What happens if I die without a Will?
Published 18 Dec 2017
Deciding what will happen to your estate is important. You want to make sure the people who matter to you are provided for and your possessions are divided how you wish.
However, if you fail to draw up a Will - or if it becomes invalidated for some reason - you will be left 'dead intestate'. This means your express wishes for what happens when you die will not be considered, and your possessions will be divided according to NSW law.
How could my Will become invalid?
In NSW, you are legally required to commit the terms of your Will to paper - this formalises proceedings in the eyes of the law. If you never had time to draw one up, even informally, your possessions will be divided as per court rulings, regardless of your intentions.
For your Will to be formalised on paper, it also needs to be:
- Drafted according to legal rules of construction;
- Signed by yourself; and
- Noted in the presence of at least two witnesses, who also need to sign the document.
Even if your Will meets these requirements, it can still be invalidated if you fail to deal with your entire estate in the document or if you are deemed to be mentally unfit at your time of writing. In the event of these outcomes, how your estate is divided is taken out of your hands.
How will my estate be divided if my Will is invalid?
In NSW your assets will be divided according to a predetermined formula, with your spouse/s and issue/s receiving all of your assets.
Spouse is defined as either a partner through marriage or a person you have lived with for two or more years and/or have had a child with. Issues, meanwhile, is the term used for lineal relations, like children and grandchildren.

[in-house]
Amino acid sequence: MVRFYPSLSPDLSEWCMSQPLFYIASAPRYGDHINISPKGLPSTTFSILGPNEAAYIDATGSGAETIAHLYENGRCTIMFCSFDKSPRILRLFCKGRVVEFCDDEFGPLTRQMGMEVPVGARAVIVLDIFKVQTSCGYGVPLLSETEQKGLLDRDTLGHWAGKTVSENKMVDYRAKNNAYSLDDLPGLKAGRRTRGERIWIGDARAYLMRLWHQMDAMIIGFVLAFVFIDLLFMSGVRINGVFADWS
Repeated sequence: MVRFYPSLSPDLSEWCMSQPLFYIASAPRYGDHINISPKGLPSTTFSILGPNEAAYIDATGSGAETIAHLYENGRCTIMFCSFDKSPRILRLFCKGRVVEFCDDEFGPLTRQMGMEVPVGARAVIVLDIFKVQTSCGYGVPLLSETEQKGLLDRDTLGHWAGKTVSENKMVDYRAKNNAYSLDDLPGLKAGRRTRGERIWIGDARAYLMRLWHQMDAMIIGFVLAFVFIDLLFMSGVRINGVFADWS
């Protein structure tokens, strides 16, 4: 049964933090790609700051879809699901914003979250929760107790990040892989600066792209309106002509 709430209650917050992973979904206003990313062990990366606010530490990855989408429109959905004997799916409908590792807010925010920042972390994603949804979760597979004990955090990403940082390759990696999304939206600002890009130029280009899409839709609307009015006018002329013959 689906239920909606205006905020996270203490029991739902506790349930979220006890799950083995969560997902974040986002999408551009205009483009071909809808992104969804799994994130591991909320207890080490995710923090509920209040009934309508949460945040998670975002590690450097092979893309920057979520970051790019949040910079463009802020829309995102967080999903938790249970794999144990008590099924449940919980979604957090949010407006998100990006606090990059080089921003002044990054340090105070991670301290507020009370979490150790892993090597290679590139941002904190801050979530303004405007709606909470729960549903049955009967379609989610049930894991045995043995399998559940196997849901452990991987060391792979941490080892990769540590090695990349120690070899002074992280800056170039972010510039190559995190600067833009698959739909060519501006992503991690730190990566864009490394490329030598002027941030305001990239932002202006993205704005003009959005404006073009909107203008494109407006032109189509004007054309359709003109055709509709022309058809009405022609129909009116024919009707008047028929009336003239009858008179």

The formula covers a range of different estate arrangements, and is determined by the level of connection to the deceased. If the deceased has no spouse/s or issue/s, possessions can be distributed out to extended family.
However, these intestate laws don't cover gifts to friends, charities or other parties, or have any bearing on cultural or religious sensitivities. That is why it is so important to have a valid and regularly updated Will.
How is intestate dealt with?
The Supreme Court of NSW will appoint an administrator to look after your estate. They will make funeral arrangements if none are predetermined and will gather assets for distribution. They are also charged with finding proof of kinship through certification.
What can I do?
Keeping your Will updated by validating it with a legal professional helps to avoid intestate issues after your death.
Alternatively, if you are experiencing an intestate case in which you think the deceased would not be satisfied with how their possessions are being divided, seeking legal help is advisable.
Contact the team at Malouf Solicitors today for more information on the Will and Legacy services we provide.
Please call us on 02 8833 2000 to speak with a lawyer
I remain extremely grateful for Maloufs legal representation related to my financial management of the estate of my brother and for your continuing help and advice in this matter. As an aside, I always recommend Maloufs to my friends and family members who are seeking the best legal representation - only last week, I strongly advised a close family friend that their best interests would be served by arranging an appointment at your Parramatta offices.
John of Parramatta NSW